“You need to count every vote,” Ginsberg said. 

Trump has repeatedly cast doubt over the legitimacy of mail-in-ballots and indicated that he won’t accept the results of the election if he suspects fraud. The election is already the most litigated in recent U.S. history, but there may be more lawsuits to come. 

Before the Trump campaign filed its suits, on October 28, Pennsylvania’s Department of State had already instructed election officials to separate ballots received by mail after 8 p.m. on Election Day and before 6 p.m. on November 6, the new deadline for potential reexamination. Then, on November 5, a Pennsylvania Commonwealth Court judge ordered ballots with missing proof of identification — a problem that can be remedied until November 9 — to be segregated from complete mail ballots. And on November 6, U.S. Supreme Court Justice Samuel A. Alito Jr. granted a GOP request to segregate ballots received after Election Day, but he did not direct election officials to stop counting them. 

“We have to fight this on the ground,” Harmeet Dhillon, a committee member of the RNC and co-chair of Lawyers for Trump, told FOX on November 5, alleging noncompliance with a Philadelphia court ruling that went into effect at 10:30 a.m. that morning. The court ruled that poll watchers could be within 6 feet of ballot counters, much closer than the previous distance of 20 feet.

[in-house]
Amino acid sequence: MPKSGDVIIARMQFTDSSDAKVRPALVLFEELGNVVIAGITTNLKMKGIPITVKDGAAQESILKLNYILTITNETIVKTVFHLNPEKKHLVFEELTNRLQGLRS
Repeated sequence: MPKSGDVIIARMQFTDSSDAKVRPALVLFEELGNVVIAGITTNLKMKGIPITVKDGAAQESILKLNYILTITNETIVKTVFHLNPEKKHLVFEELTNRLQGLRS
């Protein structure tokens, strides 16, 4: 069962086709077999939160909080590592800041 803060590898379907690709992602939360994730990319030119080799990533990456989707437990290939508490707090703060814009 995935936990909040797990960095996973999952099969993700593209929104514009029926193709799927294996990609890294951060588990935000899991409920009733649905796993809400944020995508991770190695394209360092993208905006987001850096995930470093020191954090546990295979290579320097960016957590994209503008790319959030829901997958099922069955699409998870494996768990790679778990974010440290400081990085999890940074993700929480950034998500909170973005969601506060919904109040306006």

In a press release sent out to journalists at 4:10 p.m. that same day, Justin Clark, the Trump campaign’s senior counsel and deputy campaign manager, announced another lawsuit, claiming that “poll watchers of President Trump and the Republican Party” weren’t provided “meaningful” access to ballot counting in Philadelphia.  

Laura Humphrey, the deputy director of communications and press for Pennsylvania’s Department of State, told FRONTLINE her office could not comment on active litigation. But Pennsylvania’s official guidance to ballot counters states that one authorized representative for each candidate, and one representative for each political party, can be present in the room where ballots are being counted. 

Just because a lawsuit is filed doesn’t mean it has merit, Danielle Lang, co-director of voting rights and redistricting at the Campaign Legal Center, a nonprofit specializing in election law, told FRONTLINE. 

“Voters need to blow past the rhetoric of candidates trying to stop the clock when the votes aren’t in their favor,” Lang said.

Priyanka Boghani contributed to this story.  

For more on the historic 2020 presidential election, see Whose Vote Counts, a documentary from FRONTLINE, Columbia Journalism Investigations, Columbia Journalism School and the USA TODAY NETWORK, and The Choice 2020: Trump vs. Biden, FRONTLINE’s two-hour election-year special (disponible en español). Both are available to stream in FRONTLINE’s online library, on YouTube, in the PBS Video App and below.

Lila Hassan

Lila Hassan, Former Tow Journalism Fellow, FRONTLINE/Columbia Journalism School Fellowships